“I watched them, here like God, looking at little ants”
With a plot that contains a Nazi war criminal hiding out in New England with his past erased, playing the role of school teacher and marrying the judge’s daughter, all while being on the hunt by an Allied Commission man, you’d think some good things could happen. Then you see that it stars and is directed by Orson Welles … you can’t lose. Unfortunately, absolutes are too misleading because Welles proves here that he is not infallible. In a heavy-handed story, complete with over-the-top performances, caricatures of past roles, multitudes of close-ups to show raised eyebrows and bulging eyes, The Stranger becomes more of a joke on itself than a serious thriller. If it has anything going for it, it is the fact that the unintentional humor is so pronounced and comical that it kind of works.
Welles himself is a lot of fun and plays the part well, completely without any trace of a German accent—tough to do, I would think, if you were an ex-Nazi general that came up with the concept of mass genocide. At least his friend, released from jail to trail him, had a thick gait to his voice giving some of the story authenticity. Welles plays the charmer impeccably, almost just riffing on himself; who could resist the guy? I really just like the fact that he casts himself as the villain oftentimes over the hero, not many vanity chasing leading men today would do that. They all direct just so they can secure themselves more screen time. To those means, it is his directing that has some flashes of brilliance mixed in with bouts of laziness. To show so many lingering reaction shots on himself whenever he gleans the news around town that his cover is slowly being blown is so blatant that it makes the subtle scenes just fade into the background. Scenes like when Welles is telling his wife a tale about who the little man was that came calling, shot in a way to only show her face looking at him while his hands wring around the back of a church pew are so gorgeous that you feel sorry they are apart of such a mixed bag whole. One moment also shows the couple going in for a kiss, so up close that their faces are silhouetted against the back wall—stunning to view.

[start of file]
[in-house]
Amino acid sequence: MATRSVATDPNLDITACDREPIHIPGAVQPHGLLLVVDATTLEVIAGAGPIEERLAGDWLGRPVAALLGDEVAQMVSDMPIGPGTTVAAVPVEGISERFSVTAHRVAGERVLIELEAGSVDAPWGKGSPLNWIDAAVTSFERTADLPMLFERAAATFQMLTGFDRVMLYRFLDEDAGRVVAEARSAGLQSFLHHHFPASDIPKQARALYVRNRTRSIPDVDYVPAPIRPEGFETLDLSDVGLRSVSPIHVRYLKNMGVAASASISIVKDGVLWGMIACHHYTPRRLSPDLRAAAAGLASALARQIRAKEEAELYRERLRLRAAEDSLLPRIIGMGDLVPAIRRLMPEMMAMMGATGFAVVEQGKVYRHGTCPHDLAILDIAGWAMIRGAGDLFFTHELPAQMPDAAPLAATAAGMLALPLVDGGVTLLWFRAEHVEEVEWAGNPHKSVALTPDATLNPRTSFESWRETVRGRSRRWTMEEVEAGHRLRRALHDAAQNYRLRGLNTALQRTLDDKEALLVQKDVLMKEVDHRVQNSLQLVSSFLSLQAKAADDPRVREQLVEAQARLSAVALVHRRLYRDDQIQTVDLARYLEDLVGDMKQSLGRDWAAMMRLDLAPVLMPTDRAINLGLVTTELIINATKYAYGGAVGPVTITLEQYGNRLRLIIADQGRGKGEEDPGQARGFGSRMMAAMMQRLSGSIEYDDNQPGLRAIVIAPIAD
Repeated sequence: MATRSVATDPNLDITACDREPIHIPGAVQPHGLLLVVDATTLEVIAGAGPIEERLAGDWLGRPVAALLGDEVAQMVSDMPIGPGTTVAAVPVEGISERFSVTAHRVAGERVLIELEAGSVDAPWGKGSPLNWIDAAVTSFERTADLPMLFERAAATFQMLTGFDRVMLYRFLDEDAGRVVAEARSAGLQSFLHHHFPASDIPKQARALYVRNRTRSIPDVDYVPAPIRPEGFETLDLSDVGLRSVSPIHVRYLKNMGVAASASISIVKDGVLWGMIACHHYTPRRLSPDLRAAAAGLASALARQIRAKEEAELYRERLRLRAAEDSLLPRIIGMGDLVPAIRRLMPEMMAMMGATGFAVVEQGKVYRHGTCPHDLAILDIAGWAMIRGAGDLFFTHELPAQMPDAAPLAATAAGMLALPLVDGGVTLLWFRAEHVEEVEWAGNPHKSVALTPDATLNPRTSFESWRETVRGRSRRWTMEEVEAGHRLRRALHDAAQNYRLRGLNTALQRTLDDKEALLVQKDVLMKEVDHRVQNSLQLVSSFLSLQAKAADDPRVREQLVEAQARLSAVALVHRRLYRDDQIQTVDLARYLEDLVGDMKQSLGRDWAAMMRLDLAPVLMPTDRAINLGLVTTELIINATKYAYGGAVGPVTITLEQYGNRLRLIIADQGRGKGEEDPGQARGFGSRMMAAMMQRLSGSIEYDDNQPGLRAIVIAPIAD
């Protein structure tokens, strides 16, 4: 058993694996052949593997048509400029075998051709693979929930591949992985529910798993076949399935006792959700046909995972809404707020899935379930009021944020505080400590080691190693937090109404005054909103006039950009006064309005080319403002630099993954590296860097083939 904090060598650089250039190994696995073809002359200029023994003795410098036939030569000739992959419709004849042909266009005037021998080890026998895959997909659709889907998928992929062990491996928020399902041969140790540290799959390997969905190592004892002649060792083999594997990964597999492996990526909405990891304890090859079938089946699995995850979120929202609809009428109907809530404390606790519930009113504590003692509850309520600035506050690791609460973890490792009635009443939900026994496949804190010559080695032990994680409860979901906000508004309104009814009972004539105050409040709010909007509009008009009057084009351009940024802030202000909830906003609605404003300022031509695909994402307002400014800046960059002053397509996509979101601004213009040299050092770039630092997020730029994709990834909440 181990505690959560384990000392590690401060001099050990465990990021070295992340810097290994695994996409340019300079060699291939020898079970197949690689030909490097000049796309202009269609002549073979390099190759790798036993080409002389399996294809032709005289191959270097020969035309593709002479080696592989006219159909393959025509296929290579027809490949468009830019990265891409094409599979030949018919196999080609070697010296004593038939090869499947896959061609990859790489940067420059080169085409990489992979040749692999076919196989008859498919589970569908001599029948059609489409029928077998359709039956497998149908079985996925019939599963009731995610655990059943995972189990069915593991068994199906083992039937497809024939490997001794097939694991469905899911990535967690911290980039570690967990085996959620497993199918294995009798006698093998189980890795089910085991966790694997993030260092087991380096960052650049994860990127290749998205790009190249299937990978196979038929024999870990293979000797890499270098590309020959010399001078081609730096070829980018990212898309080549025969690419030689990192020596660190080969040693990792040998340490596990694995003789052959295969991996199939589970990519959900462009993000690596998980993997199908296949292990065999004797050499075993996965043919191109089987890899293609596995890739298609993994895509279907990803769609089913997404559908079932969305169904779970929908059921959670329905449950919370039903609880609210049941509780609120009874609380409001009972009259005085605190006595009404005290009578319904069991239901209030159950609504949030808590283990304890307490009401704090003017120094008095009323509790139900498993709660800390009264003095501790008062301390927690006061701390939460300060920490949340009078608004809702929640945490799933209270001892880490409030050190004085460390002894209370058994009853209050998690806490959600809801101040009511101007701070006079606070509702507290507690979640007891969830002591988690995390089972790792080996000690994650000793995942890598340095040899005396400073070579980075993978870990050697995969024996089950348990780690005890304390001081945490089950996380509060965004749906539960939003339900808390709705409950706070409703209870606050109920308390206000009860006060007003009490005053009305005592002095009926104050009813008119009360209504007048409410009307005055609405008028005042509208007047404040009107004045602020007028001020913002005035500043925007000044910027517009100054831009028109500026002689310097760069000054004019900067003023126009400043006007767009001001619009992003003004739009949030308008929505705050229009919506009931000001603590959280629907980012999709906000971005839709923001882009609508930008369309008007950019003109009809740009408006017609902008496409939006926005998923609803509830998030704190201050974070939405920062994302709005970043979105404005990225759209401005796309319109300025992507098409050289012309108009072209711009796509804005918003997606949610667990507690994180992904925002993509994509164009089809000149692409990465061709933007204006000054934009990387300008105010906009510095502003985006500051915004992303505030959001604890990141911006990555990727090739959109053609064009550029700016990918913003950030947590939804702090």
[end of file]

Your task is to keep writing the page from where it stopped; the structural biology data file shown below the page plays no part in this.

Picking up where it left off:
The rest of the acting isn’t half bad either. Loretta Young, as the bride, is adequate and shows some nice moments when denying what she knows as the truth deep inside her. Edward G. Robinson is quite good as the government man on the case. With his gangster demeanor and looks, he plays the intelligence card right and his cajoling of the truth from people is impressive and believable. Even Billy House as the shopkeeper—and town clerk of course—is a riot. His name, Mr. Potter, isn’t the only thing resembling the role of same name in It’s a Wonderful Life though, he looks very much like Lionel Barrymore too. The characters couldn’t be farther apart, however, and each time he puts on his betting hat for a game of checkers was priceless. Along with them came a turn from Richard Long as Noah Longstreet, Welles’ brother-in-law. This was the one role that stuck with me as truly good. His naïveté and fear for what he learned about the man he barely knew as well as for his sister in that man’s clutches was portrayed to perfection. Holding his own opposite bigger names, Long was probably the best thing coming out of the film for me.
Welles might have been able to hone things in a bit more and made a tenser film. Instead, it appears he is enjoying the broader approach, allowing his actors to play up the camp, maybe to diffuse the serious subject matter of Nazi war criminals, who knows? As my friend said upon the film’s completion, you know there must have been trouble when one person created the story, two others adapted it, and yet another wrote the screenplay. One would think Welles would have put his own hat into the mix and steered everything down a tighter path, but maybe he felt the need to just go out and have fun. After the production troubles and release debacles for his two previous films, Citizen Kane and The Magnificent Ambersons, you can’t blame him for just taking the paycheck to ready another trip into the warzones.
The Stranger 5/10 | ★ ★